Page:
Molecular Gas and Star Formation in the Galactic Center Region

The Galactic Center is obviously the most nearby core of a galaxy. We conducted a
high-resolution, interferometric, wide-field survey of ammonia in this region with the
Australia Telescope Compact Array. Due to its molecular structure, ammonia can be
used as a thermometer and one of results comprise a temperature map of the dense
molecular gas between Sgr A*, the black hole in the center of the Milky Way, and Sgr
B2, one of the most prominent starbusts, at a resolution of ~1pc. our deep survey
also lets us to derive the properties of thousands of individual molecular clouds. This
provides comprehensive statistics of cloud sizes, densities, masses, temperatures,
and pressures. In addition, the survey provides a high-resolution map of the
continuum emission at 1.2cm wavelength.


The Interstellar Medium in the Magellanic System

The Magellanic Clouds are some of the most nearby galaxies. They are interacting
dwarf galaxies and exhibit low-metallicities and a high radiation field - conditions
which may resemble those of the distant Universe. We used both, the Mopra single
dish telescope and the Australia Telescope Compact Array to study the star
fromation conditions in these objects. Their proximity and their nearly face-on view
allow us to distinguish between different molecular cloud and star forming scenarios.
In addition, the properties of the dense gas can be determined and, hopefully, be
used to better understand star formation at the very early stages of galaxy evolution.



Molecular Gas and Star Formation in Starburst Galaxies and ULIRGS


With the Australia Telescope Compact Array we observed a sample of the most
prominent nearby southern starburst galaxies to detect the dense molecular gas. This
particular gas phase is the material from which stars ultimately form. Despite the very
strong ionizing radiation fields and the energetic impact of supernovae in starburst
galaxies, i.e., galaxies with an extremely high current star formation rate, the galaxies
still maintain their star formation activity over many tens or hundreds of Myr. It is
therefore important to know why the molecular gas is not destroyed, how it can form
in large quantities under such conditions, and why, eventually, starburst suddenly
stop. In particular we observed lines of ammonia, which are used to probe the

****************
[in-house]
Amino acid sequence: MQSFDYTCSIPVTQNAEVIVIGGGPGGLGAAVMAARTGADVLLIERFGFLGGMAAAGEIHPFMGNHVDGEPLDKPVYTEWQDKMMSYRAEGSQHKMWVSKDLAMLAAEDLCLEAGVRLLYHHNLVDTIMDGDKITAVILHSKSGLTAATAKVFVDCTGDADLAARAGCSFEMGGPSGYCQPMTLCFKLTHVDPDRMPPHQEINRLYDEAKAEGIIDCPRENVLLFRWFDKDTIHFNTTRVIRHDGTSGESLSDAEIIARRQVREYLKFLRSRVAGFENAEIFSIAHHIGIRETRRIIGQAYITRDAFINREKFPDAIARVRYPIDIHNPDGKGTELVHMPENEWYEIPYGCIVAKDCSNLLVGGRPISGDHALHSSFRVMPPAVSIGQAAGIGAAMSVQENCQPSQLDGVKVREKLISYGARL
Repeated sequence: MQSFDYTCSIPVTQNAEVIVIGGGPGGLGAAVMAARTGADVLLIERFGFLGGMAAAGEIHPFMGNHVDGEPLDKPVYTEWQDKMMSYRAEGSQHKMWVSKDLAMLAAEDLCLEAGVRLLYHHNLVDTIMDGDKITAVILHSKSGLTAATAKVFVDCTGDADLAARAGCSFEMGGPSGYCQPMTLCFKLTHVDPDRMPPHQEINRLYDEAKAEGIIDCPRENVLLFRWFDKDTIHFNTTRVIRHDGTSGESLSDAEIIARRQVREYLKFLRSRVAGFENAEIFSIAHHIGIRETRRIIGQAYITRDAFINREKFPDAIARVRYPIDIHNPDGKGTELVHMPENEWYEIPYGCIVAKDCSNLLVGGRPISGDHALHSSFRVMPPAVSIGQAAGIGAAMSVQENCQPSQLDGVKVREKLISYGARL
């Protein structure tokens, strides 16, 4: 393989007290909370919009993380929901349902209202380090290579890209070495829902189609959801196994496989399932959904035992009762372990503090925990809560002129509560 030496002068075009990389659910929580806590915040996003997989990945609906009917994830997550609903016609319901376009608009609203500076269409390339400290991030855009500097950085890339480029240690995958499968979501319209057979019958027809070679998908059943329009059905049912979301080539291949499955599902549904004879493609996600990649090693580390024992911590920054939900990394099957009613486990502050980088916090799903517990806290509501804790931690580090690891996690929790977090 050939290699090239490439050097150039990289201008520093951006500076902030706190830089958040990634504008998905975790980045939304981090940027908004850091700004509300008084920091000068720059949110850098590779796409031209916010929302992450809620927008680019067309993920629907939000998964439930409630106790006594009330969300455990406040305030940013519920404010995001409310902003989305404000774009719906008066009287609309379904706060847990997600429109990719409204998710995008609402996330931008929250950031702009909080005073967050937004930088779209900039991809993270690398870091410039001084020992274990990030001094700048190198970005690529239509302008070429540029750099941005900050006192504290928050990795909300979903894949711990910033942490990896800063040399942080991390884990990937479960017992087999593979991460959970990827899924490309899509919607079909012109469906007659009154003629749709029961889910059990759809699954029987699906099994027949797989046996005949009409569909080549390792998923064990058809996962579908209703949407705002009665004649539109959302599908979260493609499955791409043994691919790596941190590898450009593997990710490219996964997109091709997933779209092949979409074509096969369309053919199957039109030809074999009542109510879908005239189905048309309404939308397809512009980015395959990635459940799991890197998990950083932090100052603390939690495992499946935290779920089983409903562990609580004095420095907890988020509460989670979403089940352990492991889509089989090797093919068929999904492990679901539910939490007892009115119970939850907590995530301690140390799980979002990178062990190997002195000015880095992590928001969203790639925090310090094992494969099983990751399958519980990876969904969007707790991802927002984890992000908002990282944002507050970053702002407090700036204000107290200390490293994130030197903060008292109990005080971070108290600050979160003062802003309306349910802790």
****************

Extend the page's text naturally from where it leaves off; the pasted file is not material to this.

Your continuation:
temperature of the dense gas. A second survey concentrates on the HCN/HNC ratio
which is sensitive to the radiation field in these extremely starforming objects.


 Triggering Star Formation and Stellar Feedback in Nearby Galaxies

Star formation can have a dramatic impact on the surrounding interstellar medium.
Young, massve stars are short-lived and dump massive amounts of mechanical
energy into their surroundings in the form of strong stellar winds and supernova
explosions. This influences the dynamics and energetics of the ISM and can be
observed, e.g., in the form of expanding supergiant shells, observable in the 21cm
line of neutral hydrogen (HI). This is of particular interest in dwarf galaxies, i.e.,
galaxies with a low gravitational potential. In fact, if the conditions are right, the
energetic input of star formation can remove part or all of the ISM in a galaxy, which
is an important factor for subsequent star formation and the metallicity enrichment of
the intergalactic medium. With the Very Large Array (VLA), we will be observing a
large sample of galaxies in a "Large Program" . This survey of ~70 galaxies is a
complementary to the ANGST project, the goal of which is to determine the spatially
resolved star formation history in a volume-limited sample of nearby galaxies with the
Hubble Space Telescope (HST). The combination of HST and VLA will be essential
to study the interplay of triggering of star formation and the stellar feedback of into
the ISM. The data will eventually be complemented by observations of molecular gas
with the Combined Array for Research  in Millimeter-wave Astronomy (CARMA).


Hot Gas in Dwarf Starburst Galaxies

As mentioned above, young massive stars dump massive amounts of energy into the
surroundijng ISM. A direct consequence is the thermalization of this energy which
heats up the gas to millions of degrees. This phase can be observed in X-ray
emission. For my thesis, I studied X-ray Chandra data of a sample of nearby dwarf
starburst galaxies. We determined the temperatures and the densities of this gas
phase, its energetics and the possible removal of ISM caused by it. It turns out that a
large envelope of less dense material may inhibit the total removal of gas, despite of
the low gravitational potential of their host galaxies. We also address the metallicity
distribution which arises from newly created elements in the supernovae, and
compare the X-ray emission to shock tracers such as Halpha emission and to the
cold atomica gas phase traced by HI. For one object, NGC3077, we were also able to
derive and compare the properties of different hot gas filled bubbles in the same
object.





For more information, please have a look at my list of publications, and feel free to
get in touch with me.